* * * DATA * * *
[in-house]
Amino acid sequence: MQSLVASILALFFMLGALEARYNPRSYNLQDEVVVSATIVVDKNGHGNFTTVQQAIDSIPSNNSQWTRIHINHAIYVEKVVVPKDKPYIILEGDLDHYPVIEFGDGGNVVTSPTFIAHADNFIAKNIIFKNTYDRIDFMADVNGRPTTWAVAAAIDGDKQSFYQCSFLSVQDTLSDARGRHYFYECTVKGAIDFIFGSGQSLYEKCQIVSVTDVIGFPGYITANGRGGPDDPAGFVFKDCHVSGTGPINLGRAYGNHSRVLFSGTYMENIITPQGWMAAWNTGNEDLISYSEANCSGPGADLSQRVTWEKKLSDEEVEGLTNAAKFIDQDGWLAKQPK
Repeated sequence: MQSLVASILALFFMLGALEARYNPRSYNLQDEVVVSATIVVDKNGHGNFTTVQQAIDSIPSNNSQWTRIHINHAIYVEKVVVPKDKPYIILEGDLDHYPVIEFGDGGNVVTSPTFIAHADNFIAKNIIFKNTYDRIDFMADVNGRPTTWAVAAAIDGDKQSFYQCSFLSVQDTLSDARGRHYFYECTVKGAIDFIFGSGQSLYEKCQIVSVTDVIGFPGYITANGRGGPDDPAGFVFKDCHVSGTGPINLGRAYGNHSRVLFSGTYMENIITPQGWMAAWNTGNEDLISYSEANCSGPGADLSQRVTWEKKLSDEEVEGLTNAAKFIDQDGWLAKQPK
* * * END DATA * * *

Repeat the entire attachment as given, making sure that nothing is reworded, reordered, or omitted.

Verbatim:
[in-house]
Amino acid sequence: MQSLVASILALFFMLGALEARYNPRSYNLQDEVVVSATIVVDKNGHGNFTTVQQAIDSIPSNNSQWTRIHINHAIYVEKVVVPKDKPYIILEGDLDHYPVIEFGDGGNVVTSPTFIAHADNFIAKNIIFKNTYDRIDFMADVNGRPTTWAVAAAIDGDKQSFYQCSFLSVQDTLSDARGRHYFYECTVKGAIDFIFGSGQSLYEKCQIVSVTDVIGFPGYITANGRGGPDDPAGFVFKDCHVSGTGPINLGRAYGNHSRVLFSGTYMENIITPQGWMAAWNTGNEDLISYSEANCSGPGADLSQRVTWEKKLSDEEVEGLTNAAKFIDQDGWLAKQPK
Repeated sequence: MQSLVASILALFFMLGALEARYNPRSYNLQDEVVVSATIVVDKNGHGNFTTVQQAIDSIPSNNSQWTRIHINHAIYVEKVVVPKDKPYIILEGDLDHYPVIEFGDGGNVVTSPTFIAHADNFIAKNIIFKNTYDRIDFMADVNGRPTTWAVAAAIDGDKQSFYQCSFLSVQDTLSDARGRHYFYECTVKGAIDFIFGSGQSLYEKCQIVSVTDVIGFPGYITANGRGGPDDPAGFVFKDCHVSGTGPINLGRAYGNHSRVLFSGTYMENIITPQGWMAAWNTGNEDLISYSEANCSGPGADLSQRVTWEKKLSDEEVEGLTNAAKFIDQDGWLAKQPK